Monday, November 14, 2011

Lucky Jim

Few memoirs make me wistful about my life, but James Wolcott's did. I wasn't sure I could love NYC more than I do, but Jim deepened my affection.

Lucking Out: My Life Getting Down and Semi-Dirty in Seventies New York is an exploding time capsule, a torrent of images that can overwhelm you, even if you get the countless references. It's also an elegy to a lost literate time, when words could cut through rock and reshape landscapes.

It helps to have your story bracketed by Norman Mailer and Pauline Kael. Mailer put young Jim in a position to realize his potential. Kael gave Jim guided tours as his talent took form.

Kael figures most prominently in Lucking Out. The bohemian film critic who crashed the New Yorker had a serious effect on Jim. Kael not only inspired his criticism, she showed him the professional ropes, grooming Jim for the career he has since enjoyed.

His love and respect for her is evident and touching. In lesser hands, these memories might become maudlin. But Jim finds the right balance. At times he and Kael resemble a two-reel comedy team, a broken city serving as their Hal Roach lot. They trade wisecracks while walking into the horizon, engulfed by graffiti and sirens.

It's tempting, in this glass tower age, to romanticize Seventies New York. Yet Jim shows it wasn't all glorious grunge. The city was dirty, mean, cheap. Teen hookers on the West Side; bat-wielding gay bashers; Times Square's porn squalor before Disney's invasion. As crass as modern Manhattan has become, I know few denizens who'd return to the days when you literally ran for your life.

But it was in the danger zones where new forms flourished. From the broken glass and wasted lives of the Bowery emerged a music scene rivaled only by Forties be-bop (and later Eighties hip hop). Jim was on the ground floor, watching it cook.

Much has been written about CBGB's and the birth of punk. Documentaries share identical soundbites. The vinyl is worn. Jim injects fresh juice into the mix. His early embrace of Patti Smith remains a point of pride. His analysis of Television reminds us of how eclectic CBGB's truly was.

Ramones, Talking Heads, Dead Boys, and The Cramps also appear, with the B-52s making a cameo. Each band possessed a singular voice and style, born of necessity and lack of pressing commercialism. Outside, NYC was wild. Indoors, CBGB's matched its mood.

Jim's relative temperance kept his mind clear to record the proceedings. He's the anti-Lester Bangs, whom Jim not only knew, but once shared a love interest. Bangs' chemical appetite fueled his appreciations, which are fun to read, but are often bogged down by emotional overkill.

Jim surveyed the same terrain with a more forensic eye. Bangs may have moved at the speed of punk, yet it's Jim who precisely captured the moment. He evokes the smell, the sweat, the frenzied desire to create that defined CBGB's. It makes you hope that somewhere a bunch of weirdo kids are creating scenes of their own. In the corners. Far from the florescent glare.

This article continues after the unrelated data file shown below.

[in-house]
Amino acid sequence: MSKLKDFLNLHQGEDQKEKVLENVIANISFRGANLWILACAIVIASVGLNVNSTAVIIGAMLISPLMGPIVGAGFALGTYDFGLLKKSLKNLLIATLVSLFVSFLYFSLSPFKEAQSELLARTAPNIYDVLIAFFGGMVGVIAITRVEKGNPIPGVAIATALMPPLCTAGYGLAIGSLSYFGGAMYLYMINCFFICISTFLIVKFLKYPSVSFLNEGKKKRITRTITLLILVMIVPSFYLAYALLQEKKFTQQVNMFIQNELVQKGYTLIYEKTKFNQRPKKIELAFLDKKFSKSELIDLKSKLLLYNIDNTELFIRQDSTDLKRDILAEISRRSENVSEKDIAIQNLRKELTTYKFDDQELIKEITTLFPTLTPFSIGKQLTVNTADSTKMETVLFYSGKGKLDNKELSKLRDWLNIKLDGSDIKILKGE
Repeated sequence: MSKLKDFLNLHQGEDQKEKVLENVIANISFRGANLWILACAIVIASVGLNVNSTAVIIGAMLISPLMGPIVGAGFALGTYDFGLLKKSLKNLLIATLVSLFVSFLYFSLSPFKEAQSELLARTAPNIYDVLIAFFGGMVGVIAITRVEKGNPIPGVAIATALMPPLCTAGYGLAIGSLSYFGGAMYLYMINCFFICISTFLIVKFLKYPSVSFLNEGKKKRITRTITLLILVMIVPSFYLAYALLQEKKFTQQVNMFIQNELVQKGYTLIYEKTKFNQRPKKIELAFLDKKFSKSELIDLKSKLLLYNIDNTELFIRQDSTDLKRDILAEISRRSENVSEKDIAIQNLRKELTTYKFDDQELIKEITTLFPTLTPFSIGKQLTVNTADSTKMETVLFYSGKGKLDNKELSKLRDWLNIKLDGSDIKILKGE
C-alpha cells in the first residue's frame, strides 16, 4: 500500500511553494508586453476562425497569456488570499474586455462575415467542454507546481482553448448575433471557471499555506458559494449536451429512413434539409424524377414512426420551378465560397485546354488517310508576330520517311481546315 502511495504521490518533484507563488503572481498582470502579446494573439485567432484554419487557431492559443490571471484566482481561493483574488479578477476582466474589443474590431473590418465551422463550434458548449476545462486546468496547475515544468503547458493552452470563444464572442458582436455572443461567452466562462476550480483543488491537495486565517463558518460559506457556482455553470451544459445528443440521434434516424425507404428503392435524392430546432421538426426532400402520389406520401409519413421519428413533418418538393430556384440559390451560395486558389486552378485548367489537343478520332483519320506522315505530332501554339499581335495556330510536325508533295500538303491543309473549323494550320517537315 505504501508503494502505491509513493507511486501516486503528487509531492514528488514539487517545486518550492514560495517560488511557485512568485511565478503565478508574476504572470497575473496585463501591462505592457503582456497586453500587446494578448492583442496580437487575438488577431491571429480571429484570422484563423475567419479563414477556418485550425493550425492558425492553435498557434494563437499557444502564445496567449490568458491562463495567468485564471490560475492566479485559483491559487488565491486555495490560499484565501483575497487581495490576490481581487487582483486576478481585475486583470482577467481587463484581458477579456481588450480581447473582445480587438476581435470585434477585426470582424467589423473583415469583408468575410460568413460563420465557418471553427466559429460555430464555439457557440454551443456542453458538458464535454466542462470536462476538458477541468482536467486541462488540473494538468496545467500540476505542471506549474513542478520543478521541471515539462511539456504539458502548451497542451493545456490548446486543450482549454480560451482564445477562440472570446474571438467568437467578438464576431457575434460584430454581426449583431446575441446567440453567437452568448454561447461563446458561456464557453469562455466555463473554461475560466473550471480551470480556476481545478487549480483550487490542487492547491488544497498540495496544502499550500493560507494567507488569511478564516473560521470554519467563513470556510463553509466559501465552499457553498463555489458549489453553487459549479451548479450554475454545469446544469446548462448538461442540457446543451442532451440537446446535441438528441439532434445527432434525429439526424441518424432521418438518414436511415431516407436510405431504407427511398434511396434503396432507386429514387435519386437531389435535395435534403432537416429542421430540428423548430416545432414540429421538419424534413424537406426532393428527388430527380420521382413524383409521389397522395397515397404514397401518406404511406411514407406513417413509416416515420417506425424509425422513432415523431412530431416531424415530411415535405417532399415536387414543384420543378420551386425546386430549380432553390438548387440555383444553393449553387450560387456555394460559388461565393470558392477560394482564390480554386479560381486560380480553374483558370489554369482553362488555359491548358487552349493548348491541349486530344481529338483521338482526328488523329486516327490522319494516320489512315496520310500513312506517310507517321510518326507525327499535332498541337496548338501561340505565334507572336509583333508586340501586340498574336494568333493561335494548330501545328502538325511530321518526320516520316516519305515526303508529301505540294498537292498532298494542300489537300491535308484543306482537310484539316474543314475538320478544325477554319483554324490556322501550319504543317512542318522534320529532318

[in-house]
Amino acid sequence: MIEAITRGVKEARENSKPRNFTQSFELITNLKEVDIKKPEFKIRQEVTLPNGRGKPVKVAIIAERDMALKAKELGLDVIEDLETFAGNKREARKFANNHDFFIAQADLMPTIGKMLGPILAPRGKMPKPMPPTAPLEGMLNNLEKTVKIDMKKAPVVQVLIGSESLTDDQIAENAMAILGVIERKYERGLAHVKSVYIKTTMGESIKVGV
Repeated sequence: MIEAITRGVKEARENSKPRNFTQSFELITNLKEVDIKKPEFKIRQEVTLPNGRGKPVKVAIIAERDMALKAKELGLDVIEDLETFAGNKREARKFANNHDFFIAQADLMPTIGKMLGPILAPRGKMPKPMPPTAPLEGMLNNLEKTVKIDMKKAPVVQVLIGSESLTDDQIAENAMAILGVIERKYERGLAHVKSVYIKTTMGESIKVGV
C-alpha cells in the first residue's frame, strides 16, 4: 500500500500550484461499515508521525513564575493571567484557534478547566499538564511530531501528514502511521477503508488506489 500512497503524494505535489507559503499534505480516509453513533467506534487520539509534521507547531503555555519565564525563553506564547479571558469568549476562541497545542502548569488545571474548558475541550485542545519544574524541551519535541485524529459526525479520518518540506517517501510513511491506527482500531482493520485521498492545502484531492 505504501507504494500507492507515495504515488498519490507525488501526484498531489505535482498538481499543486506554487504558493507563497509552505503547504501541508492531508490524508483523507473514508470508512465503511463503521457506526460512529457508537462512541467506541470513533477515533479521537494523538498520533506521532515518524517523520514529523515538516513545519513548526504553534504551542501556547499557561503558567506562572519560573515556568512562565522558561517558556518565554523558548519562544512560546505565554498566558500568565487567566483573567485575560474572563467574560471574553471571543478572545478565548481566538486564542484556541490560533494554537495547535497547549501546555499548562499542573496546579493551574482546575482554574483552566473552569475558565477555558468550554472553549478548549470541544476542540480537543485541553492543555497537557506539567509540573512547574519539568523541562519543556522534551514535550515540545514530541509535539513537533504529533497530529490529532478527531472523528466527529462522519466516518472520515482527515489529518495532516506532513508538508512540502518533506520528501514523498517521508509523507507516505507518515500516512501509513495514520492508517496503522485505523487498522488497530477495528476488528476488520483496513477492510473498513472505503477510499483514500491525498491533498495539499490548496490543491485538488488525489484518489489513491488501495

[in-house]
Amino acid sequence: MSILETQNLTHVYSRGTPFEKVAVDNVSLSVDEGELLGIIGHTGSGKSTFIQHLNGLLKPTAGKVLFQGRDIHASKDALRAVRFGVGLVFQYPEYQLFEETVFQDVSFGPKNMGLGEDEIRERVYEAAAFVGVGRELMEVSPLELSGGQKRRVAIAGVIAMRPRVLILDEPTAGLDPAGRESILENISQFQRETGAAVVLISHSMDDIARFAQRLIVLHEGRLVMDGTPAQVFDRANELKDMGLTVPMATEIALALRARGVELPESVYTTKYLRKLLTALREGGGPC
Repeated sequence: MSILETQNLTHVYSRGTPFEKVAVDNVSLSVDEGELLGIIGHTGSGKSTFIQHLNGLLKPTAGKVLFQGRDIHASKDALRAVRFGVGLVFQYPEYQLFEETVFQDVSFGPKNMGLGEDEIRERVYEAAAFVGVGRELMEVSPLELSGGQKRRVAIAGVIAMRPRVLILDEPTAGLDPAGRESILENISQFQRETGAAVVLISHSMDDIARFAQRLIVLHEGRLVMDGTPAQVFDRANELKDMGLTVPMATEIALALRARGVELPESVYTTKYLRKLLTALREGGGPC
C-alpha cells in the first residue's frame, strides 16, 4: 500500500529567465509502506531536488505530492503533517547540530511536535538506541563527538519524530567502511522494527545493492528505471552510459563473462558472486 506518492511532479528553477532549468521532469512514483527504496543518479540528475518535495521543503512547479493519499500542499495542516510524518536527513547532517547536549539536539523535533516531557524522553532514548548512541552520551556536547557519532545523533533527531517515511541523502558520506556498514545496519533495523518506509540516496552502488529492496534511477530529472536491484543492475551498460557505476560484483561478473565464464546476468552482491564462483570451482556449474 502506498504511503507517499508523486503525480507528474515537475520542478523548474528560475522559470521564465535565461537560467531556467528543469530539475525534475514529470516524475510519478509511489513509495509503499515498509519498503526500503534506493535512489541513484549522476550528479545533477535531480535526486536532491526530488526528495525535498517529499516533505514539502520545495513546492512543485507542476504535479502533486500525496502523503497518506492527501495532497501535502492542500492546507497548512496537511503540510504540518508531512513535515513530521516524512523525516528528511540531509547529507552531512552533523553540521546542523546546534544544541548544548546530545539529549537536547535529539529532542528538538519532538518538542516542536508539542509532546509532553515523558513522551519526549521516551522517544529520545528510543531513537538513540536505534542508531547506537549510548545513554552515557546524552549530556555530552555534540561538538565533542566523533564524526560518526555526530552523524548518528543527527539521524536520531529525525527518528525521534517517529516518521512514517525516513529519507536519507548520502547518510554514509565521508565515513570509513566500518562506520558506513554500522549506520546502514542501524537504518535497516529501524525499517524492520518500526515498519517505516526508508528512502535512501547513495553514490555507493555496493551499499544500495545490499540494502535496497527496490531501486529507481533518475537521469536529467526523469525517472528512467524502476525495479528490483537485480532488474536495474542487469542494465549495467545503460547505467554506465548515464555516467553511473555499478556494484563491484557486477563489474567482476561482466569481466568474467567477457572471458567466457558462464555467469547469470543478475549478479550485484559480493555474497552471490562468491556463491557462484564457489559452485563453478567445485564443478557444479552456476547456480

Two chief emotions hit me while reading Lucking Out. One, Jim's open love of language. I first read him in the Village Voice. His book reviews for Esquire in the early-80s showed me what words can do. Sentences from his Vanity Fair column remain with me.

Lucking Out is the culmination of these various periods. Everything Jim has is laid out in this book. At least it seems that way. If he has additional stories, deeper memories, then I trust he's resting up for another round. As full as Lucking Out is, you sense that there's so much more he's not sharing. But that's the memoirist's privilege. We're at his retro mercy.

Lucking Out also stoked memories of my early NYC days. I was in junior high/high school when Jim roamed deserted streets. To me, New York was That Girl and The Odd Couple. Taxi Driver silenced those laugh tracks. Woody Allen forced me to improve my vocabulary. SNL inspired me to write urban comedy.

When I told my family I was moving to New York, they were stunned, convinced I'd be mugged and dead within a month. Had they seen the first building and neighborhood I lived in, their fears would've been justified.

Jim's memories of pre-gentrified Manhattan pretty much match my own. New York was still dangerous in 1982. There were neighborhoods you simply didn't walk through. Central Park after dark was for thrill seekers and lunatics. The subway looked as it did in films like The Warriors and Fame. But the alternative scene was more or less gone.

There was Ann Magnuson's Club 57, where I first performed in the city. There was Danceteria and the Pyramid Club. But the original bloom faded to hard core punk and early techno noise. Reagan era values spread, creating what became known as yuppies. I dated one. Weirdly enough, that was my initial scene. I fell into a crowd of rich white kids devoted to money and cocaine. I didn't stay long, but I saw where the city and country were headed.

Perhaps it was inevitable. How long would the rich allow their borough to rot and collapse? Especially when all that cheap housing could yield mega-real estate profits. At least there was a time when their indifference allowed for beautiful mutations.

James Wolcott cut his teeth among the mutants. Lucky him.